100% is too much

COMMENT: The arts have to take their fair share of cuts along with everyone else – but the 100% proposed by Newcastle City Council is going way too far.

At the moment, everybody who’s anybody is sticking their oar in to protest against the proposed 100% cut to Newcastle City Council’s arts budget. This is gone way beyond a local campaign, and has been grabbing the attention of national media and national celebrities. I’m not really one for leaping on to bandwagons, but on this occasion I have to say I am in broad agreement with – well, pretty much everyone else.

I will begin with the best possible argument I can make in favour of a cut to the arts budget: I have reservations over lavish public funding of theatres. There are several reasons why you might want to subsidise theatres: allow theatres to take on a wider variety of work, allow people on lower incomes the chance to see the theatre, give a chance for local writers/directors/actors to make their début on the stage, provide inspiration to local people, and more. But do it badly, and you can achieve none of these. Public accountability of where arts subsidies go has never been great, and if you’re not careful you can end up with a clique using their subsidy to impose their tastes on the local community – using the same writers, actors and directors – regardless of what the local community wants. When you get to that stage, a smaller subsidy can at least force you to consider what your audience might actually want to see.

Of course, this argument doesn’t hold quite so true for dance or music. Very effective theatre can be done cheaply, but it’s hard to imagine a bargain basement version of The Nutcracker being the Birmingham Royal Ballet. Nor does that solve the problem of what might happen to places like Seven Stories. And assuming that theatre will suddenly pick up the pieces with no subsidy is highly reckless. So why a full 100% cut?

The answer, says Nicks Forbes, leader of Newcastle City Council, is that they have no choice – it’s the Coalition cuts that force them to do it. To some extent, he’s got a point. Firstly, there’s the question on whether cuts this wide are necessary. I’m not going to go into this because this has been debated extensively elsewhere and anyone who’s likely to have an opinion has already made up their mind. Secondly, local government is taking more than its fair share of cuts, which some cynics may suggest is because central government can let local government take the rap for difficult choices.

Thirdly – and most contentious – there is the argument that poorer Labour-supporting local authorities are taking far more of the cuts than affluent areas. Frankly, I lost the will to live trying to work out if this is the case. One of the reforms made to local government spending was to change the staggeringly complicated system of funding from different pools into something simpler, which has been achieved, but the change from the old system to the new one has been incredibly haphazard. Whatever the motivation, Newcastle City Council agues it’s suffered the 24th most severe cuts out of 326 local authorities.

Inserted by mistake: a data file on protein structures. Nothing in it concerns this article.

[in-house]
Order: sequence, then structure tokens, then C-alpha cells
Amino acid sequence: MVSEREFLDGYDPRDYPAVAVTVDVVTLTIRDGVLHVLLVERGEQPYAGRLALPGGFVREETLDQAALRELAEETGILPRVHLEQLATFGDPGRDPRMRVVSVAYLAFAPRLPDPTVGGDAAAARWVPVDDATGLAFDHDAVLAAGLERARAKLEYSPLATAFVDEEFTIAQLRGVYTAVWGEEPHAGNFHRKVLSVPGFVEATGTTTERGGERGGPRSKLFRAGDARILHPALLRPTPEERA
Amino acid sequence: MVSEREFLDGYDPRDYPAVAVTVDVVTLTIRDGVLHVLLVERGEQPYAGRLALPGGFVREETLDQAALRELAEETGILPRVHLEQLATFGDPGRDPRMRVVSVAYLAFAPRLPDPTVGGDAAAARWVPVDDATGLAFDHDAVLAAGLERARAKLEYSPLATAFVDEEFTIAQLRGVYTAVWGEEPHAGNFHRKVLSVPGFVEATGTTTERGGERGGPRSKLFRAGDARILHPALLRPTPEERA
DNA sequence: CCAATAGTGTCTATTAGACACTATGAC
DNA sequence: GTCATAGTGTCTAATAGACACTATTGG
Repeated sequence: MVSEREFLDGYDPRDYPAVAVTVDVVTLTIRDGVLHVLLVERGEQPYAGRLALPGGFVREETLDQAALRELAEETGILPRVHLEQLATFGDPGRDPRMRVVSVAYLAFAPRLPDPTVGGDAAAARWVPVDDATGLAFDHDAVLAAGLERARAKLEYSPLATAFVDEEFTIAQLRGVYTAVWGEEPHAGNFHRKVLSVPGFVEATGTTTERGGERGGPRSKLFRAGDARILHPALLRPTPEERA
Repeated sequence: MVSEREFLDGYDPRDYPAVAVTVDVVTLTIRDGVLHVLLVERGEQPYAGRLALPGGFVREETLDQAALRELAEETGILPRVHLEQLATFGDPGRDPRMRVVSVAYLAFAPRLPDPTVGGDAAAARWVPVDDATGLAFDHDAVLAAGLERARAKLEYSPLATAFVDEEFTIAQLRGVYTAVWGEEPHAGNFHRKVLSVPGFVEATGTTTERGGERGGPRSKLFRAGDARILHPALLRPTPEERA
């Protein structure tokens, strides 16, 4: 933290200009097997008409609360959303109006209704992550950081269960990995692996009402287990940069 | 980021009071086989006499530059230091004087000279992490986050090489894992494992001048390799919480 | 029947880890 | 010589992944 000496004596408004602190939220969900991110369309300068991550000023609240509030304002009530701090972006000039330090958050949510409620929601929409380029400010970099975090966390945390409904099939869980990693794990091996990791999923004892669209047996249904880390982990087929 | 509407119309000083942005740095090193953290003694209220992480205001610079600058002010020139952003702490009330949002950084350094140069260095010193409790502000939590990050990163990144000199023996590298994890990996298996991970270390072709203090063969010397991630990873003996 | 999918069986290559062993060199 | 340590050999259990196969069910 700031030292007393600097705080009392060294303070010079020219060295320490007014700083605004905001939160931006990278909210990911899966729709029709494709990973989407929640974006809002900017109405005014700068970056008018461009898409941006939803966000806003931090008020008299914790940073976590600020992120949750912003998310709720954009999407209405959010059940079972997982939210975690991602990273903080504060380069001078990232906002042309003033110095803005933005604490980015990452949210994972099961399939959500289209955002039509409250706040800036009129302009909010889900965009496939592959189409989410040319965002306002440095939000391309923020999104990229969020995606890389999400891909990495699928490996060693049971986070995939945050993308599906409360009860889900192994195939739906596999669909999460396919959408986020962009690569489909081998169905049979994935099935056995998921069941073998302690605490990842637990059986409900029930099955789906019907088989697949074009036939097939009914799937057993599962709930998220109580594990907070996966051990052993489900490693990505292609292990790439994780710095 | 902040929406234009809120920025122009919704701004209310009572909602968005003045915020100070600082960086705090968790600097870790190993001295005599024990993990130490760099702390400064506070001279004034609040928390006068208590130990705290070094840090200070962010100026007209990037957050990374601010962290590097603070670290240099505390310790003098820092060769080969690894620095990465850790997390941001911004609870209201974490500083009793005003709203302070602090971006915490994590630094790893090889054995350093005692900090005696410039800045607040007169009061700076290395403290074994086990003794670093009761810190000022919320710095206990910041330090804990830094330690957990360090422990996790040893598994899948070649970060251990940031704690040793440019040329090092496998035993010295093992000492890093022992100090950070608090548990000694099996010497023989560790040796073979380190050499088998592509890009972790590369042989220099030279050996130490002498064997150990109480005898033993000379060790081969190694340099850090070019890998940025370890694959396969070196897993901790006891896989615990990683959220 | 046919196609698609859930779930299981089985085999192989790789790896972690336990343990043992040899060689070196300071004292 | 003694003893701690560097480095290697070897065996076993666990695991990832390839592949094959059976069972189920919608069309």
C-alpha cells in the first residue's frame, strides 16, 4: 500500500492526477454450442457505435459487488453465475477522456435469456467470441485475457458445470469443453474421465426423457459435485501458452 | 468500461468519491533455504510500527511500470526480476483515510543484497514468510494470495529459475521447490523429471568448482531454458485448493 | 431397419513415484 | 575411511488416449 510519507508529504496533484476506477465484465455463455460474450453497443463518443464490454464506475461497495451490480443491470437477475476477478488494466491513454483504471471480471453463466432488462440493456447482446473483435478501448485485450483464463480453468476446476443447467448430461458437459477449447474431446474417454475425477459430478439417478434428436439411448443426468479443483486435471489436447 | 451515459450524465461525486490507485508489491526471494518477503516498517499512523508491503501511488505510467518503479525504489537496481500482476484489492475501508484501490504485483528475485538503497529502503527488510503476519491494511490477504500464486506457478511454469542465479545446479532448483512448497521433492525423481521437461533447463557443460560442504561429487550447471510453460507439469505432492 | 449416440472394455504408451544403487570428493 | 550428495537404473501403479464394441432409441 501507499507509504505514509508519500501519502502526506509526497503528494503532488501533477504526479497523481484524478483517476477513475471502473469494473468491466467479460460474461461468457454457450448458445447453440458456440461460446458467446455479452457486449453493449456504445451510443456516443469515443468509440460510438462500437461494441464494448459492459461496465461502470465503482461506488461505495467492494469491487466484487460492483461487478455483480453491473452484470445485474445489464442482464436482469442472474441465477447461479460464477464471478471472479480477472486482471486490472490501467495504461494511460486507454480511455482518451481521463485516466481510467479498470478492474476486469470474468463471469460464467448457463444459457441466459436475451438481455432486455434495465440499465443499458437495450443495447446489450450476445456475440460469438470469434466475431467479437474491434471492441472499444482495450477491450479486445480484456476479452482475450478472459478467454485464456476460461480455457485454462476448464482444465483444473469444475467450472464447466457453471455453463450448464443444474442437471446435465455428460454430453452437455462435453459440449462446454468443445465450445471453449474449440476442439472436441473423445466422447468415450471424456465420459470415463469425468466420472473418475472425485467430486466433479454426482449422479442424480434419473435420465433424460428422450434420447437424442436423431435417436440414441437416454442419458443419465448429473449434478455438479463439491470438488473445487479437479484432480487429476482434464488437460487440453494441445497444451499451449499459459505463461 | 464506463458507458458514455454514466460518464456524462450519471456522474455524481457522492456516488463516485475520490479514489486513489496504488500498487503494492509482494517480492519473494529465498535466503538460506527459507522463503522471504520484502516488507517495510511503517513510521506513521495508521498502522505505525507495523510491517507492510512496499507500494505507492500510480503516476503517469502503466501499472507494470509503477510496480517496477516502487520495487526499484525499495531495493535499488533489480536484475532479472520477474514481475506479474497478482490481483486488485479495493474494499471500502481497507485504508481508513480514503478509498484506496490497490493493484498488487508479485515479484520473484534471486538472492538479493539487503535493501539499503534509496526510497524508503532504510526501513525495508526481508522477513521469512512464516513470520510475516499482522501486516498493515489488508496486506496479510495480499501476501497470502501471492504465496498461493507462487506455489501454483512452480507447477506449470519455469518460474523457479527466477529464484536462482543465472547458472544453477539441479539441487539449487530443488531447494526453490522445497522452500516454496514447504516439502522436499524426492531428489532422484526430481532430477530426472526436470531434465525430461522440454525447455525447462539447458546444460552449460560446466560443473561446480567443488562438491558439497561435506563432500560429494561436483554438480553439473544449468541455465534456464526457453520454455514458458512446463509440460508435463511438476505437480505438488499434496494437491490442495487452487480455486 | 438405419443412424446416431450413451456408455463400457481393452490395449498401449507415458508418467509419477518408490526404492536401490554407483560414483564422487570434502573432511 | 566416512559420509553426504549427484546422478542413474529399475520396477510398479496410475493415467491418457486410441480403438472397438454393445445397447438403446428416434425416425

However, that excuse isn’t good enough for one simple reason: they’re not the only local authority in this position. By Newcastle’s own figures, there’s 23 other councils in a worse situation than them and – with the possible exception of Westminster City Council – none of them are claiming they’re being forced into a 100% arts budget cut. In addition, I am far from convinced cuts on this scale at the Council are necessary at all. Newcastle City Council had a 7.8% cut in 2011-2012 and a 3.8% cut in 2012-2013, and life went on. As far as I can tell, the budget cut for 2013-2014 is 1.5%, so why it is suddenly so urgent to inflict such drastic cuts on the city? Nick Forbes is furious that Coalition ministers are suggesting authorities like his are deliberately inflicting the must damaging cuts to try to make the government look bad. I’m afraid he has not done enough to convince me otherwise.

Contrast this with the behaviour of the Newcastle theatres, and their behaviour has been admirably restrained. Most opposition I have seen to cuts of specific services usually involves cutting something else, taxing someone else, or sticking more paper in the money-printing machine. They are all unanimous in accepting that they need to take their fair share of cuts along with everyone else – just that 100% is more than a fair share. Newcastle Theatre Royal is even honest enough to admit that it could probably manage without the subsidy if necessary, whilst still standing up in support of its smaller competitors. This opposition in not the work of a clique of luvvies demanding they keep their public money, just a perfectly reasonable question of why they’re being singled out this way.

Now, it might be that what I’ve described is too simplistic. Perhaps, when I am talked through all the figures and all the priorities, I might agree that there’s no choice but to make these cuts. But the current explanation they are offering doesn’t cut it. At the very least, they are going to have to explain how their cuts compare to the 23 other councils facing worse cuts. Or they could at least explore the option of sharing the burden with the other Tyne and Wear Boroughs. To be fair, this is only a proposal up for consultation, but all too often public bodies have no intention of budging irrespective of public reaction. Or they deliberately propose over-the-top cuts to later water it down to some not-quite-so-ridiculous cuts.

I really hope the Newcastle arts scene isn’t going to be savaged in order to score political points. It’s up to Newcastle City Council to prove otherwise.

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